Wyatt Lemaster was a newly adopted fifth grader who kept looking around in wonder, according to local Los Angeles news reports. “It means never getting taken away again,” the fifth-grader said softly during a moment of reflection at the the fifth-floor reception area of the Edmund D. Edleman Children’s Courthouse last week.
Adopted Families Give Thanks This Year
As we wait for another child, most likely a foster child like one of the kids here, we give thanks at home for all that we already have. Such abundance.
Take a few moments to revel in gratitude for all of the joys you have, for the way your body moves, for love and family and the sunshine in your life. Happy Thanksgiving holidays, and tell me your adoption story here:
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Monday, November 19th, 2012
The entire holiday season can be especially tough for families who struggle with issues like adoption, waiting for an international adoption, and also fertility issues. Dr. Jeffrey D. Fisch, Medical Director at the Sher Fertility Institute Las Vegas, offers his stress-reducing methods for all members of the waiting family.
He said, “So much of the season centers around family and children. It can be hard for waiting couples to be around other people’s kids when they are having trouble starting their own family.”
Here are five simple steps to help make the holiday season a time of anticipation and joy instead of anxiety and sadness:
1. Be proactive. Take charge of your own plans for the holidays–don’t overbook but don’t leave time to dwell on an empty nest, either. If you are having trouble conceiving on your own, speak to your physician or to a fertility specialist. If already in the process of adopting, but not yet successful, make a plan for the future to give you the strength to face the challenges of the season.
2. Keep busy. The less time you have to obsess about why it hasn’t worked yet, the better you will feel. Too much time online might not be a good thing. Get outside and be active. Increasing exercise and optimal health practices (ie: get enough sleep, do yoga for stress relief, etc) and eat healthfully.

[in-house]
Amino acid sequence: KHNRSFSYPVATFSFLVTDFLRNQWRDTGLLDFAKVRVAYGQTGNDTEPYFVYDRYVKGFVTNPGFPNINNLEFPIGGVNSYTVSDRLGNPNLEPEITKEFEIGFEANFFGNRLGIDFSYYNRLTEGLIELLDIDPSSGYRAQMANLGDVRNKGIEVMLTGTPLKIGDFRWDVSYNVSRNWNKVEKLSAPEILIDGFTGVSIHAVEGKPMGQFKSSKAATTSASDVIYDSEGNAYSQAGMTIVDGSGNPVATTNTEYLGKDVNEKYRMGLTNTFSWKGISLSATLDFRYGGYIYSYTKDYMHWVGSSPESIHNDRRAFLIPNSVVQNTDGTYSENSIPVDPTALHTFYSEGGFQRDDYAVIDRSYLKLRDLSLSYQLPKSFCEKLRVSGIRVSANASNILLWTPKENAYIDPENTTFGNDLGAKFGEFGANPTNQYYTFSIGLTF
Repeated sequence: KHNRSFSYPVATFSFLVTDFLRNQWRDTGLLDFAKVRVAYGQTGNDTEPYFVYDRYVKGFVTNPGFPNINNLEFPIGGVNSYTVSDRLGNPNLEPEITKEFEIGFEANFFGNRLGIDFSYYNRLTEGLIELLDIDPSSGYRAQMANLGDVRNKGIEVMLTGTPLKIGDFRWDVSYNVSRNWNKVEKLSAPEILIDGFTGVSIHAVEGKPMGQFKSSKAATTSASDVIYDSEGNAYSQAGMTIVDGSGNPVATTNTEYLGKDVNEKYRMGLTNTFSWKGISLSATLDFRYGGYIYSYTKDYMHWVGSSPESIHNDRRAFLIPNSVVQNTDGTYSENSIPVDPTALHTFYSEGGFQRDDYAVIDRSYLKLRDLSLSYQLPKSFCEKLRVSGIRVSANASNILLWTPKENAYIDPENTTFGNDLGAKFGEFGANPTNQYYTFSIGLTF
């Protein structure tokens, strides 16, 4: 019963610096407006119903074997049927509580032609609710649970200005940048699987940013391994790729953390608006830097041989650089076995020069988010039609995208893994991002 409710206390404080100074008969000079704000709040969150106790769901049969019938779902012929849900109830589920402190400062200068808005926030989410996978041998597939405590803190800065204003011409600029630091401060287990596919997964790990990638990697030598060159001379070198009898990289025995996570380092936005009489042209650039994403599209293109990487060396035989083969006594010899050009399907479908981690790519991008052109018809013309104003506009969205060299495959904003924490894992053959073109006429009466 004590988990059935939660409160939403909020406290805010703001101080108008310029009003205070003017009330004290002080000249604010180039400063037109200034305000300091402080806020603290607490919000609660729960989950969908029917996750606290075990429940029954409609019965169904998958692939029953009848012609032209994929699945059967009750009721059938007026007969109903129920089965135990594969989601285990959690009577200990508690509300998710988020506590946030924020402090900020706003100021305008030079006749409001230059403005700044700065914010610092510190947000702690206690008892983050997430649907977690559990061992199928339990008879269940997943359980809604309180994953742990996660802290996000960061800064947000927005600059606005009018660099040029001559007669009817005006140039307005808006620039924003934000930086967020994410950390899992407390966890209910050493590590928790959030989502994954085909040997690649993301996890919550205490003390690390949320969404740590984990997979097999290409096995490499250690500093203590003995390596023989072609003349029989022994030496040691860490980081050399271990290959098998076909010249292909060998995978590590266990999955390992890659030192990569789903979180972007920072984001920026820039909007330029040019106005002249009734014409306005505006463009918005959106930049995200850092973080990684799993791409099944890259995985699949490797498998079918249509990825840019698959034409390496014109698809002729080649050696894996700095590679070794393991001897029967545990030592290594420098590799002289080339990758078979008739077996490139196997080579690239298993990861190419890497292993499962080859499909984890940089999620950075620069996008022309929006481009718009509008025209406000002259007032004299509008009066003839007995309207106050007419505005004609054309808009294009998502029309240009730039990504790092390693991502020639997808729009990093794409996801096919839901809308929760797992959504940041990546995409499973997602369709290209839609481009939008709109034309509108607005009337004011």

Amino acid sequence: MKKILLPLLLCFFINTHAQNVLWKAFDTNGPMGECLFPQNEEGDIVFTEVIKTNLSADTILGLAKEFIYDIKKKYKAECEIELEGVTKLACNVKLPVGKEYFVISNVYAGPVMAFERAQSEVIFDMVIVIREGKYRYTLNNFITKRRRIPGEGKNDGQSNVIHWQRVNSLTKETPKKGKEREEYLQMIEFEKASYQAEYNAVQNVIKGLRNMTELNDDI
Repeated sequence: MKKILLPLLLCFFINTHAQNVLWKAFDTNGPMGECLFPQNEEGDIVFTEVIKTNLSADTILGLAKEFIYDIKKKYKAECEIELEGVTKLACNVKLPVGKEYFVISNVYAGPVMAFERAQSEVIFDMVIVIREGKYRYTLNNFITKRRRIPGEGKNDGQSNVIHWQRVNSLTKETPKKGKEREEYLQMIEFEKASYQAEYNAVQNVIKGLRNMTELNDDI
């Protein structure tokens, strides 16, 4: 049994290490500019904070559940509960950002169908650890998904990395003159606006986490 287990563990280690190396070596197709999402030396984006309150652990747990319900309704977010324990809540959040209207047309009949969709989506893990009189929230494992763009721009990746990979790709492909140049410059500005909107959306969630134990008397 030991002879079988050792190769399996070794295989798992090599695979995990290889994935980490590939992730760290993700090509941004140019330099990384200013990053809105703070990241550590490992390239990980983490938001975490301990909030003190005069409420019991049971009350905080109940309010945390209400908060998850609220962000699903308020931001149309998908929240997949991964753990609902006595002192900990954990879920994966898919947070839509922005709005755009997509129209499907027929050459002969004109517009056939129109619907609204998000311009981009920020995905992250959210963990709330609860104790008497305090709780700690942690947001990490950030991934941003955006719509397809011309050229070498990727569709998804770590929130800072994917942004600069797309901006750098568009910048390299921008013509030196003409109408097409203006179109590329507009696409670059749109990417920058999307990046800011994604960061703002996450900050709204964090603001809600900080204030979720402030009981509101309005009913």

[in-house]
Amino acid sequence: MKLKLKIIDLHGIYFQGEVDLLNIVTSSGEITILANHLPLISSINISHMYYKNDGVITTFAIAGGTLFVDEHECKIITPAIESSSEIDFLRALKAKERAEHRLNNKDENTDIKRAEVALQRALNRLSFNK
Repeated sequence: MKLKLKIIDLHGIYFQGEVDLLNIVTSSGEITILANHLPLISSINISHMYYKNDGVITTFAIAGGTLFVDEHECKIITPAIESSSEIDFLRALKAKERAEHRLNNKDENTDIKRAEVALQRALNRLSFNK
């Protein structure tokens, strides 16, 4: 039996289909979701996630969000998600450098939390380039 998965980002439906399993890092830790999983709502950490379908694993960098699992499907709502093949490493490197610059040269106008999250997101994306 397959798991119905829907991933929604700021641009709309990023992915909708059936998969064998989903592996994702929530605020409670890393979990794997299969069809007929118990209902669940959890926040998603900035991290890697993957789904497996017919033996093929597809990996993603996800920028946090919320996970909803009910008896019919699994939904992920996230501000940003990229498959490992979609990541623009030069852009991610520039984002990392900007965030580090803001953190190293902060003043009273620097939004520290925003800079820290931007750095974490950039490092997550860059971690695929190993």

3. Volunteer. This time of year many organizations need help. A small contribution of your time can help you feel useful and help to brighten someone else’s holiday. Thinking of others will take your mind and energy off of worrying about your own unfulfilled dream. Think “karma,” because if you do good things for others, good things will come to you, says Dr. Fisch.
4. Pamper yourself. Don’t forget to take care of yourself. At this time of year, remember that you deserve to be happy even if you are not pregnant yet. Treat yourself to a massage or to something special. Travel with your partner while you can; it gets harder once you have children.
5. Enjoy what you have. The holidays are supposed to be a happy time focused on the good things in our lives and on those close to us.
Give thanks for the friendships and family you do sustain all year long. Tell us in the comments below how you’re doing with your adoption this holiday season.
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Wednesday, October 31st, 2012
Be careful out there…. Boo… Sometimes (like today) I may stray from a strict blog about adoptions, so enjoy it while you can.
With Halloween a-knocking on your door – it’s a good time to ask, is your medicine cabinet super safe for your adopted kids (or kids of all ages)? Pain Relief Centers in Pinellas Park, Florida wants warn parents of the potential poisoning dangers in their own home.
Here’s a good example: Can you tell the difference between a bunch of pain prescription medication (at right) or a bunch of kid’s candy? (Me neither and that’s scary alright.)
Windex, for instance, can be mistaken as a sports drink, Sweet Tarts for Tums, or a M&M for a cold medicine.
In a recent study presented to the American Academy of Pediatrics, two young scientists found only 71 percent of students could tell the difference between candy and over-the-counter medicine.
According the the U.S. Department of Health and Human Services, 90 percent of all domestic poisonings occur in the home.
Here are some tips to keep in mind during Halloween and every day of the year:
• Use child-resistant packaging, remembering to secure containers after use
• Keep chemicals and medicines locked up and out of sight
• Watch young children closely while using cleaners or gardening products
• Leave original labels on all products
• Always take or dispense medications in a well-lit area to ensure proper dosage
• Never refer to medicine as “candy”
• Post the number for your local poison control center in a highly visible location
Happy Halloween 2012 and remember to stay close to home, and examine your candy closely before popping anything in your mouth.